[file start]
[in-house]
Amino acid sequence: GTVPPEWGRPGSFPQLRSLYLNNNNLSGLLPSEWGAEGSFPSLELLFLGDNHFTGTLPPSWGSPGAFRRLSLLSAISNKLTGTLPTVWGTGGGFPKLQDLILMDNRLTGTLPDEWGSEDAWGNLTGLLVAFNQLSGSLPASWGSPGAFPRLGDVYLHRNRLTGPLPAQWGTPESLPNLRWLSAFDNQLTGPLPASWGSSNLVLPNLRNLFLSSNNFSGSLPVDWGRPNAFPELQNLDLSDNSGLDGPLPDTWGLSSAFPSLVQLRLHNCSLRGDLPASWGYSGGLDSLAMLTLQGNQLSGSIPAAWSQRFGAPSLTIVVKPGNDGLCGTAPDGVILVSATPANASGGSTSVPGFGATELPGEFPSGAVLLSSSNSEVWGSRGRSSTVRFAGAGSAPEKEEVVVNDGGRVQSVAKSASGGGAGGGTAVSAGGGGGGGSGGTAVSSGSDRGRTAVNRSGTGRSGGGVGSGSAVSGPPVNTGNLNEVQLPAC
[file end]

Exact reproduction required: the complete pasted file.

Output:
[in-house]
Amino acid sequence: GTVPPEWGRPGSFPQLRSLYLNNNNLSGLLPSEWGAEGSFPSLELLFLGDNHFTGTLPPSWGSPGAFRRLSLLSAISNKLTGTLPTVWGTGGGFPKLQDLILMDNRLTGTLPDEWGSEDAWGNLTGLLVAFNQLSGSLPASWGSPGAFPRLGDVYLHRNRLTGPLPAQWGTPESLPNLRWLSAFDNQLTGPLPASWGSSNLVLPNLRNLFLSSNNFSGSLPVDWGRPNAFPELQNLDLSDNSGLDGPLPDTWGLSSAFPSLVQLRLHNCSLRGDLPASWGYSGGLDSLAMLTLQGNQLSGSIPAAWSQRFGAPSLTIVVKPGNDGLCGTAPDGVILVSATPANASGGSTSVPGFGATELPGEFPSGAVLLSSSNSEVWGSRGRSSTVRFAGAGSAPEKEEVVVNDGGRVQSVAKSASGGGAGGGTAVSAGGGGGGGSGGTAVSSGSDRGRTAVNRSGTGRSGGGVGSGSAVSGPPVNTGNLNEVQLPAC